The Story

A merchant was carrying a cartload of tamarind to be sold at Cuddalore. While the merchant was crossing the grove, he heard a call and looked around. He could not find anybody except a parrot sitting on a banyan tree. The merchant got scared, since the place was desolated, and drove his cart faster. After reaching the market, the merchant found charcoal instead of tamarind. The merchant realised his mistake of not responding to the divine call. He returned to the grove and sought pardon for disregarding the anonymous call. Kilialiamman, the goddess of the grove, appeared before the merchant and offered consoled him. After that, the merchant visited the grove and worshipped the Amman regularly. Kilialiamman was satisfied with his devotion and reconverted the cartload of charcoal into tamarind. The merchant was happy and, as a token of atonement, he installed an Amman idol inside the grove and started worshipping the goddess regularly. Since the Amman was believed to have been incarnated as a parrot on a banyan tree, the goddess got the name ‘Kilialamman’ - Kili (parrot) + aal (banyan) + amman (goddess) - and the grove is known as ‘Kiliaalamman thoppu’ (Kiliaalamman grove).

Biodiversity of the grove

The grove extends over an area of about three acres and is a conserved patch of tropical dry evergreen forest. The soil is humid and damp in texture. The grove is relatively less disturbed with a dense vegetation cover. Around 45 plant species belonging to 33 families are found in the grove. The major species occurring are Callophyllum inophyllum, Ficus hispida, Ficus amplissima, Ficus recemosa, Acacia leucophloea, Azadirachta indica, Lepisanthes tetraphylla, Borassus flabellifer, Atalantia monophylla, Paramignya monophylla, Acacia leucophloea, Pongamia pinnata, Syzygium cumini, Dioscorea oppositifolia, phoenix pusilla, Ecbolium viridae, Calamus rotang, Pandanus odoratissimus, Theriophonum minutum, Cissus quadrangularis, Gloriosa superb, Tinospora cordifolia, Coccinia indica, Hemidesmus indicus, Aristolochia indica, Asparagus racemosus, Combretum albidum and Lepisanthes tetraphylla.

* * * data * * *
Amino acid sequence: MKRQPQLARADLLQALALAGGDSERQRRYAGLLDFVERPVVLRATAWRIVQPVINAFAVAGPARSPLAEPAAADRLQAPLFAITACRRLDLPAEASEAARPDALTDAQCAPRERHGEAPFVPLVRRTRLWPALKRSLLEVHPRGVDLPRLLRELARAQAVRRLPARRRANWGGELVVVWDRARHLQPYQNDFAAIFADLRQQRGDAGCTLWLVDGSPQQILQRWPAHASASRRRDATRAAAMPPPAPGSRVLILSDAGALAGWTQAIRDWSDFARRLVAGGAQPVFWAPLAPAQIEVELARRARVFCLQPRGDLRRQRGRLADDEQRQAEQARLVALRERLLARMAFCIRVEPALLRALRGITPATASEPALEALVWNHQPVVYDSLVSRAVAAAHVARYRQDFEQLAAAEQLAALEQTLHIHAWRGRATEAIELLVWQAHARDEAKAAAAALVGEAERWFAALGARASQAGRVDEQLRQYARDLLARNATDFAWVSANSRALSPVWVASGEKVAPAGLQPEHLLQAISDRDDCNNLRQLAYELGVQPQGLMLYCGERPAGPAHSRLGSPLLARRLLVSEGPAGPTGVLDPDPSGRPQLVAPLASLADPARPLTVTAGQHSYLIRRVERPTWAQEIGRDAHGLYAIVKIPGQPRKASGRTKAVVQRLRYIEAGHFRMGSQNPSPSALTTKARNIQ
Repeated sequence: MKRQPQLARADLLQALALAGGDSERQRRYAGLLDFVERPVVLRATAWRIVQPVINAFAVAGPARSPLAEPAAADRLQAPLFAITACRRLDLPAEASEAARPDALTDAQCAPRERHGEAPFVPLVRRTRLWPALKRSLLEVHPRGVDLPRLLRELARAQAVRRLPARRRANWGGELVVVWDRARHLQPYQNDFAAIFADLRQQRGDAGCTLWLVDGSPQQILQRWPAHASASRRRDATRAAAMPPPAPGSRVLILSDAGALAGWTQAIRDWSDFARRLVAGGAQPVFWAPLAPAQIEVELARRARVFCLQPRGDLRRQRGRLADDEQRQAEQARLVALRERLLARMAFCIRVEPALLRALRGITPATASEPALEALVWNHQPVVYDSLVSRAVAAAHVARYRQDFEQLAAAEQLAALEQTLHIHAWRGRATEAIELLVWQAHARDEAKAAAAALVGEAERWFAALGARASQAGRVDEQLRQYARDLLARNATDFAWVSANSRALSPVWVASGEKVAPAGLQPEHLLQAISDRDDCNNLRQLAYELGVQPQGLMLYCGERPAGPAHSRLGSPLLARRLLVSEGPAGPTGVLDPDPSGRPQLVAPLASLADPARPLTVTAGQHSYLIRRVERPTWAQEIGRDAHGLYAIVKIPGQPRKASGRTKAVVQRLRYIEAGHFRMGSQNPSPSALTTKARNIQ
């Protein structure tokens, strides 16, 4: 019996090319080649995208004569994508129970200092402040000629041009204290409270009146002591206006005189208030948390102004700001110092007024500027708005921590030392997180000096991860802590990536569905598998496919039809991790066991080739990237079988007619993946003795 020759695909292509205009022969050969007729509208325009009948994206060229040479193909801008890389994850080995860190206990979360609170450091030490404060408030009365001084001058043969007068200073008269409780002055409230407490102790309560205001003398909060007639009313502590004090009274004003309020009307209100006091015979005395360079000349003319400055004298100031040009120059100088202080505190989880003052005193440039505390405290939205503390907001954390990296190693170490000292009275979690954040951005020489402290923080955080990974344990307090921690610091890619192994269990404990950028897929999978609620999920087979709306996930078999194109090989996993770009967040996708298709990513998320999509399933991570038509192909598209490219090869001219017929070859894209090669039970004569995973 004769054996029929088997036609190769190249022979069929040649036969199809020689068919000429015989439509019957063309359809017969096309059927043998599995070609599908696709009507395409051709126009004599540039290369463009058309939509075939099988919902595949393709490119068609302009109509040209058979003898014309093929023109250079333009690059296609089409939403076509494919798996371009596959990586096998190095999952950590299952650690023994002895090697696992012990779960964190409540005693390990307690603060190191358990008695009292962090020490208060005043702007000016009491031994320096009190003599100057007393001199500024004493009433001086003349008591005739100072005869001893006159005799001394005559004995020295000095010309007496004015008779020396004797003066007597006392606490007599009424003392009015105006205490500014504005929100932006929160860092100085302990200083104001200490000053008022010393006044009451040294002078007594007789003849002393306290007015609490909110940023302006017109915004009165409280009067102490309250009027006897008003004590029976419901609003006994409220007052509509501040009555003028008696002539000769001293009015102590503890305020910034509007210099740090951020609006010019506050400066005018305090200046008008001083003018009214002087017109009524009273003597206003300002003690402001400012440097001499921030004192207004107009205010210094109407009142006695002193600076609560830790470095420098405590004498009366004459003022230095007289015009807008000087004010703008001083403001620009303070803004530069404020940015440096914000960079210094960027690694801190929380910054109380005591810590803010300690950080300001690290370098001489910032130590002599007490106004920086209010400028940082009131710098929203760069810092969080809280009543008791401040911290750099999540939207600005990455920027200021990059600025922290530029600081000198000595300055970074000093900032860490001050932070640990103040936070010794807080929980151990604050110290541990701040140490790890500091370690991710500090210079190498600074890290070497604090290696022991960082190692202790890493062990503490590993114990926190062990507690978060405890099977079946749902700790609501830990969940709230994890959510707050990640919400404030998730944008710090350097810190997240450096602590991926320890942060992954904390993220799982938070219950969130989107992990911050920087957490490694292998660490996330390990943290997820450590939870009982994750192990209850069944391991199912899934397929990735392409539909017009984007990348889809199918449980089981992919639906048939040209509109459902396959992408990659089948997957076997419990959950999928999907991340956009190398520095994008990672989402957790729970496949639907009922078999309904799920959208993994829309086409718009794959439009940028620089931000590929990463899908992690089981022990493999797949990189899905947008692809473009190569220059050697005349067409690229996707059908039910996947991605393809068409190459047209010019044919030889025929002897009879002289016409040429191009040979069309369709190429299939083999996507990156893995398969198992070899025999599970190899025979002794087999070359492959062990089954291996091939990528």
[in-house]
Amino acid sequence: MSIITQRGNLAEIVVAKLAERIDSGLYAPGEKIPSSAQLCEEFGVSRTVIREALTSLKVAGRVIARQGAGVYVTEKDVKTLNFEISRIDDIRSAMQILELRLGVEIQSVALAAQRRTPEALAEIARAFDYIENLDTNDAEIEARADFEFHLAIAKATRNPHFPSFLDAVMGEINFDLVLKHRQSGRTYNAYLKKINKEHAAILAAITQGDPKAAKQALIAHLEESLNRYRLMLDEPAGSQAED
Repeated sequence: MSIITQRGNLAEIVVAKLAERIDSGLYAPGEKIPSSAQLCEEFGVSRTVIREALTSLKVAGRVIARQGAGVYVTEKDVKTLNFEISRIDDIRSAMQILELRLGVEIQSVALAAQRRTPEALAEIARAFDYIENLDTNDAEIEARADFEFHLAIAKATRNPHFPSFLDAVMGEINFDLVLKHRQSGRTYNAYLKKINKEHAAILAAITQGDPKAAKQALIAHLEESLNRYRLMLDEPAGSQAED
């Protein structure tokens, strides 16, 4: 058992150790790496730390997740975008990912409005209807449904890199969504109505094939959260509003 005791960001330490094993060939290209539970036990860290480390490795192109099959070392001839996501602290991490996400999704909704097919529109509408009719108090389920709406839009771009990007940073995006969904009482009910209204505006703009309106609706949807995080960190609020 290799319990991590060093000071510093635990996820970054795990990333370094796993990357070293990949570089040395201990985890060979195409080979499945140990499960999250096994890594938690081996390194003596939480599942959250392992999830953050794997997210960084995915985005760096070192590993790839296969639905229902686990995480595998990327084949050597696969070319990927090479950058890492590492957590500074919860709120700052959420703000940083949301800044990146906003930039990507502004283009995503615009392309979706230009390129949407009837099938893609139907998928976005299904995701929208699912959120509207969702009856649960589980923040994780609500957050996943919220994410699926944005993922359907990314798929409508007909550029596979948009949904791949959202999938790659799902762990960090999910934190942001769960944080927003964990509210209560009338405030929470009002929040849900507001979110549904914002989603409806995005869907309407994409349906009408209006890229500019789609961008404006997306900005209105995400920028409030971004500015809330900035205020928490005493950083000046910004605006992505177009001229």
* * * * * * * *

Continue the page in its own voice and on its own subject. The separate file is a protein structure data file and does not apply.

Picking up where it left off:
In general, the threats are mainly anthropogenic activities due to the development in and around the temple. Cattle browsing is high in the grove because of a waterbody nearby.